Homework: Essential or Excessive?

Is homework an essential tool for a quality education, or an infringement on important family time?

Pros and Cons of Homework ageofmontessori.org

In the webinar titled, “The Great Controversy: Homework,” Age of Montessori’s founder and Program Director, Mary Ellen Maunz, and elementary teacher at  Middle Creek Montessori, Kristen Nowak, discuss the pros and cons of homework and reveal several helpful strategies for finding that elusive balance between school and home life.

Mary Ellen starts out by sharing the National Education Association’s (NEA) recommendation for homework time to increase by ten minutes per year. By the time a child is in the fifth grade, he will have nearly an hour of homework every night, and that’s if he’s working at an average pace. If the child is struggling in any or several subjects, the amount of time spent doing homework can add up exponentially.

Kristen explains that–while we’ve grown up believing that homework adds to learning–in fact, there is absolutely no documented research that homework has a valid purpose. According to Alfie Kohn, author of “The Homework Myth,” the following is true:

  • The positive effects of homework are largely mythical.
  • There is absolutely no evidence of any academic benefit from assigning homework in elementary or middle school.
  • For younger students, there is no connection between whether children do homework (or how much they do) and any meaningful measure of achievement.

Pros and Cons of Homework ageofmontessori.orgKohn’s research has also revealed that parents in this country are frustrated with excessive amounts of homework, feeling that the cons overwhelmingly outweigh the pros.

Kristen’s experience has been that children are too stressed or too tired to learn from what they’re studying. Educators need to rethink how best to support their student’s learning. In many cases, the homework detracts from family life and all the critical learning that happens outside of the academic arena. Also, it can put parents and children at odds at the end of over-scheduled days. However, Kristen believes that homework/practice with reading can be beneficial, provided that it is at the right level so that the work can be done without any help from the parent and within 10-15 minutes.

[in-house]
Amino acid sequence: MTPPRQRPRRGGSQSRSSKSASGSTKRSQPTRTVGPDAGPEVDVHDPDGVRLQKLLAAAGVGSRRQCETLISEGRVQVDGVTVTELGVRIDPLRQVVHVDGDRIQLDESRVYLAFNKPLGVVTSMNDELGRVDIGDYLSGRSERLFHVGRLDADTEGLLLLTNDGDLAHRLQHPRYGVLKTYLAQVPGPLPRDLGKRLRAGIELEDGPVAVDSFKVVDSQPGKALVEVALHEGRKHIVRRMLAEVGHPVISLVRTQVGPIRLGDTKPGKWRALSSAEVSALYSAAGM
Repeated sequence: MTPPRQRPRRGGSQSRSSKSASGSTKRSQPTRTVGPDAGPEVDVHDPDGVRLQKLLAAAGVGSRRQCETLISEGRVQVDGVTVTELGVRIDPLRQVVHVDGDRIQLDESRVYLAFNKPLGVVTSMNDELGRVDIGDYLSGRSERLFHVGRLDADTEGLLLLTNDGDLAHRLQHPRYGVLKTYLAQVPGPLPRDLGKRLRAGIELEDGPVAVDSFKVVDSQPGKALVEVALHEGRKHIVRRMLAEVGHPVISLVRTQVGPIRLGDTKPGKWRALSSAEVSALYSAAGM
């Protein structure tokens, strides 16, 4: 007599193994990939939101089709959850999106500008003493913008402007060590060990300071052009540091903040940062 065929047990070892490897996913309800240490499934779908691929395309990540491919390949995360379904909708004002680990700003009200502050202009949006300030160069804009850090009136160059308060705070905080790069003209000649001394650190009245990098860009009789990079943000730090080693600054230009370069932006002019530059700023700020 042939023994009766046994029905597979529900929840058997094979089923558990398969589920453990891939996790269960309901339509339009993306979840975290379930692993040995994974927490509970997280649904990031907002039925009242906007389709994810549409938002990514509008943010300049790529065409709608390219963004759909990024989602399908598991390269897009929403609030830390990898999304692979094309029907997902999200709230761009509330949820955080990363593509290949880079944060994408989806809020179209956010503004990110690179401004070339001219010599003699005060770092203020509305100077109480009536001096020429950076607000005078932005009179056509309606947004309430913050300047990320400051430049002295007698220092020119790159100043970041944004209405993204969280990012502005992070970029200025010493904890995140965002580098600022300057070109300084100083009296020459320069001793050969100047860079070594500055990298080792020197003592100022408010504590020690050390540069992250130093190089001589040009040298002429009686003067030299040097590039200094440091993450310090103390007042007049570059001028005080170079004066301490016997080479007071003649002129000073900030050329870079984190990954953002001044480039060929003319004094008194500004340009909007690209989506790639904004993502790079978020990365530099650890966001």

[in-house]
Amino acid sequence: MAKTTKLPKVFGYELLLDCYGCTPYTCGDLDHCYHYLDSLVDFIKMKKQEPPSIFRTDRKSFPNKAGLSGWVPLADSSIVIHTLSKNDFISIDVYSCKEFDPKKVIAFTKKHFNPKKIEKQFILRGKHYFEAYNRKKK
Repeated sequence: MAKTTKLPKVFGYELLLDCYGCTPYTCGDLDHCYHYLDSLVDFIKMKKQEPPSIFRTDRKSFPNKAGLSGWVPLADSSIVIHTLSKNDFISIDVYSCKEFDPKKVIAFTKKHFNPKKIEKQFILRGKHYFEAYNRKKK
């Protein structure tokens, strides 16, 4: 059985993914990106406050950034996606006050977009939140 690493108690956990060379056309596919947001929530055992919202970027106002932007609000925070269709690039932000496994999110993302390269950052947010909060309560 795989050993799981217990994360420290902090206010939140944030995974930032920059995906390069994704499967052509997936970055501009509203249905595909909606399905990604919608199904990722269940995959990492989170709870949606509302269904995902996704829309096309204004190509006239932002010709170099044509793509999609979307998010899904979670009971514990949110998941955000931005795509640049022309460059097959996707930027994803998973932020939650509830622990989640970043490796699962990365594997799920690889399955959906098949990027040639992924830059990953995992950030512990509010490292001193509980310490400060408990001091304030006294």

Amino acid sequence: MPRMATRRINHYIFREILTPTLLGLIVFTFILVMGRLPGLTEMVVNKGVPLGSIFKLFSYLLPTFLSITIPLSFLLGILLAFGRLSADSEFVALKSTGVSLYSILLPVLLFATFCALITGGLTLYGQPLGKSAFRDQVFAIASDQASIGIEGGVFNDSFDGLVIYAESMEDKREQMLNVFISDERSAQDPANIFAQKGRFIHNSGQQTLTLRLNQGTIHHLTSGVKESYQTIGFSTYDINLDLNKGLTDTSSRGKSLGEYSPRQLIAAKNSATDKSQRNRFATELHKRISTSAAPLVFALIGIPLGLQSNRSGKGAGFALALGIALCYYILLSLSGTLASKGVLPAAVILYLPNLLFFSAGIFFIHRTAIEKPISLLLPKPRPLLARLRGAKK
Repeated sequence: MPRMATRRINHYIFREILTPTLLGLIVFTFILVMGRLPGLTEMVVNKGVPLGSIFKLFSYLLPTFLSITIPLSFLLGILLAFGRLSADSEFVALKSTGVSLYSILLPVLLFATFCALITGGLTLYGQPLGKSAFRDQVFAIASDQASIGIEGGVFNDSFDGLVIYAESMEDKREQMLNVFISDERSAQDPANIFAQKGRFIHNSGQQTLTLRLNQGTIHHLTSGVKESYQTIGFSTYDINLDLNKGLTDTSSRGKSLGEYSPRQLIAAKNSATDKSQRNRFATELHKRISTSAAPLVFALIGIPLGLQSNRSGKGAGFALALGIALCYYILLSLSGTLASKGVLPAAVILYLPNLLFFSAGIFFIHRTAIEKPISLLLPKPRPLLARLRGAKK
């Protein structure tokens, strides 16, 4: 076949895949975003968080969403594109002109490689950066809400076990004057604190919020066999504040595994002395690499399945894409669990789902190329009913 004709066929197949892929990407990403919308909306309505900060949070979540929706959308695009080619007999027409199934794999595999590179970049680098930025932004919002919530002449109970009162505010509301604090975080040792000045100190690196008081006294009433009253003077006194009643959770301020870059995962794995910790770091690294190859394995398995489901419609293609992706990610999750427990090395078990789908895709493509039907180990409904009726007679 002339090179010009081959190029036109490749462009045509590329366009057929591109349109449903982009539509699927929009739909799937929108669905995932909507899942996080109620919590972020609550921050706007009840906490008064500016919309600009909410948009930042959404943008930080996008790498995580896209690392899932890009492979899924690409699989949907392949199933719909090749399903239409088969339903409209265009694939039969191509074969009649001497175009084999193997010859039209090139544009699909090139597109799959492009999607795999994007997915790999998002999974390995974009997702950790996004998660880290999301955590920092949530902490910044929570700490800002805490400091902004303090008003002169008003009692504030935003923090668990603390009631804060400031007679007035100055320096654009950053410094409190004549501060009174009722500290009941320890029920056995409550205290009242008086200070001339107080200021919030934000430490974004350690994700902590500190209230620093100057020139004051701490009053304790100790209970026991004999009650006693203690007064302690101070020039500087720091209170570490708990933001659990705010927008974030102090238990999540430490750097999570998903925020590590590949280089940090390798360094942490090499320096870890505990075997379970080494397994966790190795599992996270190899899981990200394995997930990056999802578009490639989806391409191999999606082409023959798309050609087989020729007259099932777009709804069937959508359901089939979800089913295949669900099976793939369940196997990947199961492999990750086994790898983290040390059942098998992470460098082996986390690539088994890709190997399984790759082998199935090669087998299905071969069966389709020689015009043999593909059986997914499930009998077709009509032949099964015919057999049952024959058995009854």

Pros and Cons of Homework ageofmontessori.org

A long-term national survey discovered that the proportion of six- to eight-year-old children who report having daily homework has climbed from 34 percent to 64 percent since 1981. Additionally, the amount of time spent doing homework has doubled.

Mary Ellen and Kristen agree that in order for homework to be beneficial, the teacher must know the individual child’s learning level. Homework that is below or above that child’s abilities leads to unnecessary frustration and does not help the child to progress.

“The key is to find out where the child is and move them forward. To hold them to some artificial standard…makes no sense because we’re simply not all there [at the same learning level]. The individualization of lessons and the individualization of homework…in the Montessori community is such a valuable thing,” explains Mary Ellen.

Kristen adds, “It’s highly valuable because we know that that’s when they progress. And they’ll progress much farther than what you might expect!”

To learn more from Mary Ellen Maunz and Kristen Nowak, visit Age of Montessori’s webinar replay page under the “Video” tab, anytime on-demand.

Presented by:
Mary Ellen Maunz, Founder, Program Director and
Kristen Nowak, Lower EL, Middlecreek Montessori

Despite Americans’ attachment to homework, there is no research that validates its use. Don’t let meaningless homework get in the way of your child’s developmental needs. Family time is valuable too!

2 Responses to Homework: Essential or Excessive?

  1. Reyes 2018/10/17 at 10:41 AM #

    This is a very interesting page. Our kids are in Montessori but I am encountering that my Pre-K child is getting excessive homework during the week. Does anyone have any suggestion on how to approach this with the teacher? I sent a note in today to meet up and discuss this matter. He comes home burnt out of school work and then it’s another hour of homework. I am not oppose to homework but if he is in a Montessori school I believe its for the child to find his place and grow from there. He has developed a negative feel for school at such young age and i want to correct it.

    • Age of Montessori 2018/10/18 at 10:16 AM #

      Hi Reyes,

      Generally speaking in Montessori we do not assign homework other than some reading for pleasure.
      Especially in the early childhood years it is not appropriate. Sorry to hear about your situation.
      My guess is that the school may be under pressure from parents or board members for academic concerns. Perhaps the best way to proceed is to talk to the teacher and explain how the homework is affecting your child and ask that your child opt out of it. — Mary Ellen Maunz, M.Ed.

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